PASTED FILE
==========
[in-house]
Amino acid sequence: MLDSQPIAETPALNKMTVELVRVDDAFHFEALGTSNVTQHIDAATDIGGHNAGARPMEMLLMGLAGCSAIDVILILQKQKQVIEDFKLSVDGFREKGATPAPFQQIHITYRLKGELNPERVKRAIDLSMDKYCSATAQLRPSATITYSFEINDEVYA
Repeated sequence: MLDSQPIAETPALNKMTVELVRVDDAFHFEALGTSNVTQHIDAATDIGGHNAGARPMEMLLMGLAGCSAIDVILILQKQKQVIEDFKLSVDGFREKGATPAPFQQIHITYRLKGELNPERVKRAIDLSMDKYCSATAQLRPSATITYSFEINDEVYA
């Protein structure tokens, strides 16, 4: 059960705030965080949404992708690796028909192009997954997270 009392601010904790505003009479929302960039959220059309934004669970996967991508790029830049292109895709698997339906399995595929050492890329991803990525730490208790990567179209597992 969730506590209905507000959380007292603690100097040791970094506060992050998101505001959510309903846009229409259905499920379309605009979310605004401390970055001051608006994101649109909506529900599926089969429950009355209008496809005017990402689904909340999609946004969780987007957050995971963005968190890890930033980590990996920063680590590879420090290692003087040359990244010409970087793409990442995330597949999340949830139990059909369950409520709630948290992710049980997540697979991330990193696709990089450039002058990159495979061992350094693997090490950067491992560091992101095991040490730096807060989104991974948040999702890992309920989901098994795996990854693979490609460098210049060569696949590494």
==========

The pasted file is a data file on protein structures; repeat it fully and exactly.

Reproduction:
[in-house]
Amino acid sequence: MLDSQPIAETPALNKMTVELVRVDDAFHFEALGTSNVTQHIDAATDIGGHNAGARPMEMLLMGLAGCSAIDVILILQKQKQVIEDFKLSVDGFREKGATPAPFQQIHITYRLKGELNPERVKRAIDLSMDKYCSATAQLRPSATITYSFEINDEVYA
Repeated sequence: MLDSQPIAETPALNKMTVELVRVDDAFHFEALGTSNVTQHIDAATDIGGHNAGARPMEMLLMGLAGCSAIDVILILQKQKQVIEDFKLSVDGFREKGATPAPFQQIHITYRLKGELNPERVKRAIDLSMDKYCSATAQLRPSATITYSFEINDEVYA
């Protein structure tokens, strides 16, 4: 059960705030965080949404992708690796028909192009997954997270 009392601010904790505003009479929302960039959220059309934004669970996967991508790029830049292109895709698997339906399995595929050492890329991803990525730490208790990567179209597992 969730506590209905507000959380007292603690100097040791970094506060992050998101505001959510309903846009229409259905499920379309605009979310605004401390970055001051608006994101649109909506529900599926089969429950009355209008496809005017990402689904909340999609946004969780987007957050995971963005968190890890930033980590990996920063680590590879420090290692003087040359990244010409970087793409990442995330597949999340949830139990059909369950409520709630948290992710049980997540697979991330990193696709990089450039002058990159495979061992350094693997090490950067491992560091992101095991040490730096807060989104991974948040999702890992309920989901098994795996990854693979490609460098210049060569696949590494």